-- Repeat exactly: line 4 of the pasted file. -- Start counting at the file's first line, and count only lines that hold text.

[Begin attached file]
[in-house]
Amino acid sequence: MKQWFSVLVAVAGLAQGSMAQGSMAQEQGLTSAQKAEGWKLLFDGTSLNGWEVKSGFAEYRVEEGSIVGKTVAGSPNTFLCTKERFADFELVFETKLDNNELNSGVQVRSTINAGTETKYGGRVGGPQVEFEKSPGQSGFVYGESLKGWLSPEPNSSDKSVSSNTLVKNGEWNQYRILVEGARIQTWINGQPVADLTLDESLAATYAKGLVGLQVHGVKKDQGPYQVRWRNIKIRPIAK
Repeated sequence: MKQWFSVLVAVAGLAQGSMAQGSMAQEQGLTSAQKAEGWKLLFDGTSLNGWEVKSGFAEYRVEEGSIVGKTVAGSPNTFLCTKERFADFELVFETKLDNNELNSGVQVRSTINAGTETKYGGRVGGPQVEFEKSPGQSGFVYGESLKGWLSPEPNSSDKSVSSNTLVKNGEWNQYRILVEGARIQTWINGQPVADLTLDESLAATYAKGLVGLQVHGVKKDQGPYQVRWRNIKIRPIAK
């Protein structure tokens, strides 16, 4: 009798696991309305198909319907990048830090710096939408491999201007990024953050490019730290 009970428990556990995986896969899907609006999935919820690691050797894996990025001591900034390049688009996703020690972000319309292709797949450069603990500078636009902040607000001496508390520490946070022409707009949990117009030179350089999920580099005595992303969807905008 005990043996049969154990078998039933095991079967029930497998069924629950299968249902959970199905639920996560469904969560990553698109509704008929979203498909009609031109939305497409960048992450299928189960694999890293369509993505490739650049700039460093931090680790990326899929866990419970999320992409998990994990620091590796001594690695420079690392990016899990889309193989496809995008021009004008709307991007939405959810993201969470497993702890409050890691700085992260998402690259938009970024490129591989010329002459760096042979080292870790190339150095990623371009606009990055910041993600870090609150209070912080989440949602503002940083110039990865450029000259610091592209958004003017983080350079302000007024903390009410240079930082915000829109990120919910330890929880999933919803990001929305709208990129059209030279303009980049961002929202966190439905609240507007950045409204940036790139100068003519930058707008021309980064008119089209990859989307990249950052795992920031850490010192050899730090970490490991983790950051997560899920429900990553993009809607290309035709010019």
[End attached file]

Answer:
């Protein structure tokens, strides 16, 4: 009798696991309305198909319907990048830090710096939408491999201007990024953050490019730290 009970428990556990995986896969899907609006999935919820690691050797894996990025001591900034390049688009996703020690972000319309292709797949450069603990500078636009902040607000001496508390520490946070022409707009949990117009030179350089999920580099005595992303969807905008 005990043996049969154990078998039933095991079967029930497998069924629950299968249902959970199905639920996560469904969560990553698109509704008929979203498909009609031109939305497409960048992450299928189960694999890293369509993505490739650049700039460093931090680790990326899929866990419970999320992409998990994990620091590796001594690695420079690392990016899990889309193989496809995008021009004008709307991007939405959810993201969470497993702890409050890691700085992260998402690259938009970024490129591989010329002459760096042979080292870790190339150095990623371009606009990055910041993600870090609150209070912080989440949602503002940083110039990865450029000259610091592209958004003017983080350079302000007024903390009410240079930082915000829109990120919910330890929880999933919803990001929305709208990129059209030279303009980049961002929202966190439905609240507007950045409204940036790139100068003519930058707008021309980064008119089209990859989307990249950052795992920031850490010192050899730090970490490991983790950051997560899920429900990553993009809607290309035709010019």